Simon Godwin, 43, joined D.C.’s Shakespeare Theatre Company, where he is artistic director, in late 2019. He’s associate director at the Royal National Theatre in London. During the pandemic, he directed a film version of “Romeo & Juliet” that will air on PBS on April 23, Shakespeare’s birthday.

So this has been quite a year, right? You started at the Shakespeare Theatre in September 2019 and had just a few months before the pandemic hit.

That would be a good title of the conversation: Quite a Year. Yes, I came from the National Theatre, and we did a few months, including “Peter Pan and Wendy,” and, of course, “The Amen Corner,” a James Baldwin play, which was on when we closed. And “Timon of Athens,” which was on in our smaller theater when the shutdown happened and it all stopped.

Could you have imagined then that you would be without audiences for over a year? I know you’ve talked about the importance of hearing stories together, in person.

It’s unimaginable, isn’t it? Shakespeare would have done his plays in the outdoors where there was an engaged, loud, vocal, animated, dynamic relationship between those in the audience and those on the stage. And it’s that energy, I think, that really lifts Shakespeare to the heights. He wrote very much with his audience constantly in mind, so it’s been a huge learning curve for me as an artistic director, as a leader. And I do hugely miss having a live audience to tell stories to and can’t wait to throw open the doors and actually feel the energy of each other again.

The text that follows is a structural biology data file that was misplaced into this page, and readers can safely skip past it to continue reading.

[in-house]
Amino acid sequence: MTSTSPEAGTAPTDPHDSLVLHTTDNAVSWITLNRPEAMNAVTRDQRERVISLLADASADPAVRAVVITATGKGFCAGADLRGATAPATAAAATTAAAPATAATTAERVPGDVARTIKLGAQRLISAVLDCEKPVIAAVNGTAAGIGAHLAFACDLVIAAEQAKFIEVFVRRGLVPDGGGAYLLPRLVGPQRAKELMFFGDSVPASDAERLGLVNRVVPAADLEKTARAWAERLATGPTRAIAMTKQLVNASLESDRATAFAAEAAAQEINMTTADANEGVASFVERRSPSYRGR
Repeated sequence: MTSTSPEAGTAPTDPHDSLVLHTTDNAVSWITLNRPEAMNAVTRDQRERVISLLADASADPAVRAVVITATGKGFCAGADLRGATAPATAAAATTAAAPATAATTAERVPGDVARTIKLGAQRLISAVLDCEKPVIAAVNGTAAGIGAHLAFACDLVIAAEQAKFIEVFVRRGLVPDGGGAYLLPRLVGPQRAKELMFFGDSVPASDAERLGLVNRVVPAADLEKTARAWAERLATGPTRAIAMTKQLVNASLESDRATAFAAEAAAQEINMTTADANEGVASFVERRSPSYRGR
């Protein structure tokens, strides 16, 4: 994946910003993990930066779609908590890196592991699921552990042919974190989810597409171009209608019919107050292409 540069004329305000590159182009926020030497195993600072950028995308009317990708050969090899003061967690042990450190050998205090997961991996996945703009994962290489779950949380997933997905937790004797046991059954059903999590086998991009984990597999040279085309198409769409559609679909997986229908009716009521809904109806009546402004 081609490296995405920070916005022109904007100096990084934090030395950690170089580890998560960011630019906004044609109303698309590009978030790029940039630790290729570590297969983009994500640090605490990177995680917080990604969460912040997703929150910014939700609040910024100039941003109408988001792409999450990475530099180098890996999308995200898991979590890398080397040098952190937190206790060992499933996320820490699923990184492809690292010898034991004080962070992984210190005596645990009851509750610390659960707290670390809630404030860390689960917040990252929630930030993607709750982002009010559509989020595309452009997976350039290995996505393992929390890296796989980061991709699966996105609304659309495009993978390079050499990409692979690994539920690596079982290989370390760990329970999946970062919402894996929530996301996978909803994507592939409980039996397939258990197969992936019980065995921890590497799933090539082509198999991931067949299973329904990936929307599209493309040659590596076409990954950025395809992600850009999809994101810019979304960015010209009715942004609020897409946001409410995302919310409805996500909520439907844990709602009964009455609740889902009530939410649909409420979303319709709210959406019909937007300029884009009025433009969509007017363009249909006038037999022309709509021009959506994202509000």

What is your sense of the energy when the actors do things over Zoom?

Well, yes, it’s interesting. So we’ve been doing a show, “Shakespeare Hour Live,” every week since we closed down. I think we’re on Episode 40 now. And look, the plus side is that I’ve been able to meet Sam Waterston and Liev Schreiber and Julie Taymor and academics and actors and scholars and directors that I never would have met just being in Washington, right? It’s been a great introduction to the American classical scene. And it’s been great that people have been able to tune in and ask questions of those people and have kind of live dialogue. So I think the obstacle is the way we’ve all had to realize: In this situation, if you can’t meet in person, what can you do? And, yes, a lot of these activities have been compensatory in some way. And yet, within them, it’s been a little bit of a new appreciation of listening, of learning, of understanding.

Stepping way back, why Shakespeare? What first drew you to his work?

Well, I played Hamlet in my school play when I was 17, so I caught the bug then. It was an incredible experience, just meeting Shakespeare as a student and a performer, and playing that incredible part. You know, I feel great tenderness towards it because I recall the summer that I spent learning it by heart as being like a romance, to be honest. Like one of those summer loves, where you discover such intensity in this material, in this language, in this writing. The feeling of memorizing it turned out to be an enormous gift because there are passages that I can still remember today. And so it really was like somebody I met that summer that’s been walking alongside me ever since.

You’ve done productions where you’ve re-envisioned Shakespeare — women playing classically male characters. Do you think it’s sort of endlessly malleable or interpretable?